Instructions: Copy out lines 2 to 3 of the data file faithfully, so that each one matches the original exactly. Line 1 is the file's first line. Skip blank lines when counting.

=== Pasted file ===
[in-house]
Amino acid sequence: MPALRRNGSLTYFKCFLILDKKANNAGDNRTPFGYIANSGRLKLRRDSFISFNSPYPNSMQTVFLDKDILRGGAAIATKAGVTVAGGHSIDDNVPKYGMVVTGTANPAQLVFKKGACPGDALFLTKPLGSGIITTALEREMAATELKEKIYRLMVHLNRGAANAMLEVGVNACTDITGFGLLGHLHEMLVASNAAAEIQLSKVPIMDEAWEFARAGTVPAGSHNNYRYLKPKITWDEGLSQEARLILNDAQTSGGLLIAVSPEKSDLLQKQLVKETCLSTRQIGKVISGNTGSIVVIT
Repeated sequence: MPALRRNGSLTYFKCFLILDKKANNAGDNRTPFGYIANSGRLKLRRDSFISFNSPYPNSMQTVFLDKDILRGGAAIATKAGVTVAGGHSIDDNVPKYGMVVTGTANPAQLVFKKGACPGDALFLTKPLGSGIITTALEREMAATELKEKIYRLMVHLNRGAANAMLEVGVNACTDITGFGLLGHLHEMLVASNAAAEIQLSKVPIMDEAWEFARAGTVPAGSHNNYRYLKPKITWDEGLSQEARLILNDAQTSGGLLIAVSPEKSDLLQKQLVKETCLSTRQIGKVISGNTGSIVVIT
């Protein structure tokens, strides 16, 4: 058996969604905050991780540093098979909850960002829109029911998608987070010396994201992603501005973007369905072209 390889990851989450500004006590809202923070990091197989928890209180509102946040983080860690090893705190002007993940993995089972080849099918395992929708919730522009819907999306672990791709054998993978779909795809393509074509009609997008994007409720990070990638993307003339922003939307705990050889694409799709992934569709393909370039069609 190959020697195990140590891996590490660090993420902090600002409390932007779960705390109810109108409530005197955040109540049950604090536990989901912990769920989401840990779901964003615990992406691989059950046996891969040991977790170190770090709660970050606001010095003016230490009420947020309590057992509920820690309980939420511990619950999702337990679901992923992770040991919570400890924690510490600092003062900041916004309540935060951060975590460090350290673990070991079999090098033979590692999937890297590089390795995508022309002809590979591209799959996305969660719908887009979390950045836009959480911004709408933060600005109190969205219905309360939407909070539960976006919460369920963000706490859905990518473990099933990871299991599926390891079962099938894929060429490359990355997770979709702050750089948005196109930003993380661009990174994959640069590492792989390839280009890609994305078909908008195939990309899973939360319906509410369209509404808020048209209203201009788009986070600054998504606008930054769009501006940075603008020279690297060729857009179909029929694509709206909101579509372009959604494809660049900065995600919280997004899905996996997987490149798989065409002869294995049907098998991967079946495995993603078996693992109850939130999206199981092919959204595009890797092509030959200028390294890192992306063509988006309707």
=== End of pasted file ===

Amino acid sequence: MPALRRNGSLTYFKCFLILDKKANNAGDNRTPFGYIANSGRLKLRRDSFISFNSPYPNSMQTVFLDKDILRGGAAIATKAGVTVAGGHSIDDNVPKYGMVVTGTANPAQLVFKKGACPGDALFLTKPLGSGIITTALEREMAATELKEKIYRLMVHLNRGAANAMLEVGVNACTDITGFGLLGHLHEMLVASNAAAEIQLSKVPIMDEAWEFARAGTVPAGSHNNYRYLKPKITWDEGLSQEARLILNDAQTSGGLLIAVSPEKSDLLQKQLVKETCLSTRQIGKVISGNTGSIVVIT
Repeated sequence: MPALRRNGSLTYFKCFLILDKKANNAGDNRTPFGYIANSGRLKLRRDSFISFNSPYPNSMQTVFLDKDILRGGAAIATKAGVTVAGGHSIDDNVPKYGMVVTGTANPAQLVFKKGACPGDALFLTKPLGSGIITTALEREMAATELKEKIYRLMVHLNRGAANAMLEVGVNACTDITGFGLLGHLHEMLVASNAAAEIQLSKVPIMDEAWEFARAGTVPAGSHNNYRYLKPKITWDEGLSQEARLILNDAQTSGGLLIAVSPEKSDLLQKQLVKETCLSTRQIGKVISGNTGSIVVIT